The emergence of China as the largest consumer of food and beverage products has been a significant global mega-trend, one which has far reaching implications around the globe and in the international food and beverage industry. These developments will have a significant impact on food and beverage exporting countries, such as New Zealand, and will present opportunities for exporting firms to increase the value of their production.
This report investigates the Critical Success Factors of global firms which have achieved success in the China marketplace, and compares them against three of New Zealand’s food and beverage industries which have exports destined for China. The three industries include the Dairy, Red Meat, and Kiwifruit industries, which are important contributors to New Zealand’s total exports and have a significant proportion of their exports destined for China.
The Critical Success Factors chosen are characteristics, conditions, or variables of effective export marketing strategies, being; Understanding of the market, Selling and distribution channels, Promotion of a brand, and Collaboration.
Using these Critical Success Factors, this report compares the habits, trends and practices of recommended practice firms against three of New Zealand’s food and beverage industries. The report found that across the three New Zealand industries there are vast differences in approach amongst individual firms but also across each industry. The results of each industry could be linked back to the structure of the industry, as well as the culture of the industry. Of the three New Zealand industries, the Dairy industry was found to have the strongest coverage over all four Critical Success Factors, and also displays characteristics most in line with the recommended practice firms. There are factors in this industry which lead towards this, such as the industry being dominated by one large firm which has the resources, scale, and experience to lead the industry.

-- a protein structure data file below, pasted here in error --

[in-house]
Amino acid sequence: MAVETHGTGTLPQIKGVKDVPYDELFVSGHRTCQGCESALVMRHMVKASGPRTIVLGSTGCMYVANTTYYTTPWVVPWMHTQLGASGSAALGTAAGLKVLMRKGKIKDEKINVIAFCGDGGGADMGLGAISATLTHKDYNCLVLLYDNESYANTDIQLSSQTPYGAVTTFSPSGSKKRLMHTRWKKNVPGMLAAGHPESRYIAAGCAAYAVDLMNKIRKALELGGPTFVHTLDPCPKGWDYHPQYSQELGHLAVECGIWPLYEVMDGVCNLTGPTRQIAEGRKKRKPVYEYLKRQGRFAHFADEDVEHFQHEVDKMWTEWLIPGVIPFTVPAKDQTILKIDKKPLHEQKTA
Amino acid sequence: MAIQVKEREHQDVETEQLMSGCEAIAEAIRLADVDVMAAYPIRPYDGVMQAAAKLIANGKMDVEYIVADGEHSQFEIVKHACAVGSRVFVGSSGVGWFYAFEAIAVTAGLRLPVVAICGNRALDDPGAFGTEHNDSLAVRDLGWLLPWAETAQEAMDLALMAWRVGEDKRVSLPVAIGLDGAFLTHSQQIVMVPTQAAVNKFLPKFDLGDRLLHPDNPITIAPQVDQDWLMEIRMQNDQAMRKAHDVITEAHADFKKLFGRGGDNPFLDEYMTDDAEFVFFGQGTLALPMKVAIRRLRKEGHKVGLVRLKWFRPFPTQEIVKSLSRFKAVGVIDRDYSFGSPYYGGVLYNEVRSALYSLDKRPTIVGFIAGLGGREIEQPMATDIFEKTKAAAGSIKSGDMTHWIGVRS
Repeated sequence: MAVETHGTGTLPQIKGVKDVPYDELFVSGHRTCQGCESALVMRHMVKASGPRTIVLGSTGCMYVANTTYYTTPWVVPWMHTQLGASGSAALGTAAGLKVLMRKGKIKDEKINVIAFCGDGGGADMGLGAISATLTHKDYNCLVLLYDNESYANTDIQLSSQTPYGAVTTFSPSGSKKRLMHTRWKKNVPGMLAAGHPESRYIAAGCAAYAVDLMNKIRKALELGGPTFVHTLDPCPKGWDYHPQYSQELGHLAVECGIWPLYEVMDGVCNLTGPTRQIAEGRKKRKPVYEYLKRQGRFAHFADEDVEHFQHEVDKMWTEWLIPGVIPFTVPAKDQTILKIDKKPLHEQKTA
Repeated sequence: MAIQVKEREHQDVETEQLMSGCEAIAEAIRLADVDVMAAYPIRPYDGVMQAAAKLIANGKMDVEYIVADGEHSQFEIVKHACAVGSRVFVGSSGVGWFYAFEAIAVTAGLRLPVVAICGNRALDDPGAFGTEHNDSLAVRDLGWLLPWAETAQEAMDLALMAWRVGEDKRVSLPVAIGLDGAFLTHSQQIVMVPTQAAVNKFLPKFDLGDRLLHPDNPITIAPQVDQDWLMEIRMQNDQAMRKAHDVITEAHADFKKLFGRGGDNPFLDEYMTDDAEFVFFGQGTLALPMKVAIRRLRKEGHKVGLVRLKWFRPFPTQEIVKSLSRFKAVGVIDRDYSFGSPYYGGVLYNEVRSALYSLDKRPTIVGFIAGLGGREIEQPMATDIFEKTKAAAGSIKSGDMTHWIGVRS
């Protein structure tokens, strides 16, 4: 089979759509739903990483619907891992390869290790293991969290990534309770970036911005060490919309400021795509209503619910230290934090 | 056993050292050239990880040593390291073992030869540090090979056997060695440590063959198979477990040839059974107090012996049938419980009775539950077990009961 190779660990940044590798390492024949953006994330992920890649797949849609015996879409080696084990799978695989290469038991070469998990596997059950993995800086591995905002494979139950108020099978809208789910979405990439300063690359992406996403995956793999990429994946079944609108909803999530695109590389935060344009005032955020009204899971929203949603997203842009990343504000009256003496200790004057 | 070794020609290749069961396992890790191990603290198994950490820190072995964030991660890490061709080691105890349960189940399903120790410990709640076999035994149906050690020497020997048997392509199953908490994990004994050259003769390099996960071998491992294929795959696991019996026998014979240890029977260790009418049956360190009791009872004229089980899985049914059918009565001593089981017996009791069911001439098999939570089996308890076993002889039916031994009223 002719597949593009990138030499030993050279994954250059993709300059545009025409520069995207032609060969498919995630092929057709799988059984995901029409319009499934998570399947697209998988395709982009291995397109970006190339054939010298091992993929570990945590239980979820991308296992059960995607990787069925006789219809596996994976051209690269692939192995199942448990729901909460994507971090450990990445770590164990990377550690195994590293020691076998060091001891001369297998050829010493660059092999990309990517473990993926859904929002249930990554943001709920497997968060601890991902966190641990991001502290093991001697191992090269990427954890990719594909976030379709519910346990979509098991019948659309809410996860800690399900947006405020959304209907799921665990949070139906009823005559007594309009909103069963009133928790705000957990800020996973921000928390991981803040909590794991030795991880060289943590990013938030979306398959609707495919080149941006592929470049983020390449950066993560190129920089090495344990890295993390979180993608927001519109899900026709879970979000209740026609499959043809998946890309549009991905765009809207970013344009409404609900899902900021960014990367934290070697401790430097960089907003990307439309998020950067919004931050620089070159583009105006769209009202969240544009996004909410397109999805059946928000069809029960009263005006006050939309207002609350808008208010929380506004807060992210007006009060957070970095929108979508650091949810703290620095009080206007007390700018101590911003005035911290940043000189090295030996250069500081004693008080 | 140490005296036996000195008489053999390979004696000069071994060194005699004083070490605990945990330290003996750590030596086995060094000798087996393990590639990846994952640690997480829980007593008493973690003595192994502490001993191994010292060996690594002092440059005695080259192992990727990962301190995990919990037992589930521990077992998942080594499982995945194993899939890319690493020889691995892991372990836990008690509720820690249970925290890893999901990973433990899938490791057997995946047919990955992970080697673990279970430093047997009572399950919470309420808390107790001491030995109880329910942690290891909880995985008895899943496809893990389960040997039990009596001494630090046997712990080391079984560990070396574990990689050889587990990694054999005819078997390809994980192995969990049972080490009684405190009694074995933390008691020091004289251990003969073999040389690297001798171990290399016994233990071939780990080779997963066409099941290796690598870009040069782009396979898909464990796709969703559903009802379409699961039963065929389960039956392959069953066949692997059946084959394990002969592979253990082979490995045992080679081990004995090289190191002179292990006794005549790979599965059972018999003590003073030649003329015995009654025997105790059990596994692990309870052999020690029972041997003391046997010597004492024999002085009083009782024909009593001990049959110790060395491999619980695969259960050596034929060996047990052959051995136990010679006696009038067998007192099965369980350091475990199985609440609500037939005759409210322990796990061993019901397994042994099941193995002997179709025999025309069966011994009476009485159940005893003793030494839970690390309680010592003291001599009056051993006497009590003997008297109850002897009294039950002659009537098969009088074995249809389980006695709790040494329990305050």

The Red Meat industry has traditionally been characterised by strong competition and barriers to collaboration within the industry, and this factor was quite evident during the discussions with firms in this industry. Though there are four large firms and a number of smaller firms in the industry which are selling similar products to the same markets, there is a lack of cohesion, industry collaboration and resource sharing, and an inability for branding due to each firm being unable to differentiate from another.
The Kiwifruit industry stood out as displaying strong habits in promotion of a brand and understanding of the market, which has been a result of the industry investing significantly in these two areas and having a focused approach of one product, one brand. This focus is further strengthened due to the structure of the industry being a single desk operator, which allows one firm to be responsible for all marketing, selling and distribution of product, and also allows it to gain scale benefits which are also similar to Dairy.
This report finds that three of New Zealand’s food and beverage industries involved in this research have shown habits which are consistent with international firms which achieved sustained success in China. Each of the three industries have areas to continue to develop across the Critical Success Factors of effective export marketing strategies to ensure they are cementing themselves in the China food and beverage supply chain, and in order to maximise the opportunities presented by the emergence of China as a consumer of sophisticated food and beverage products.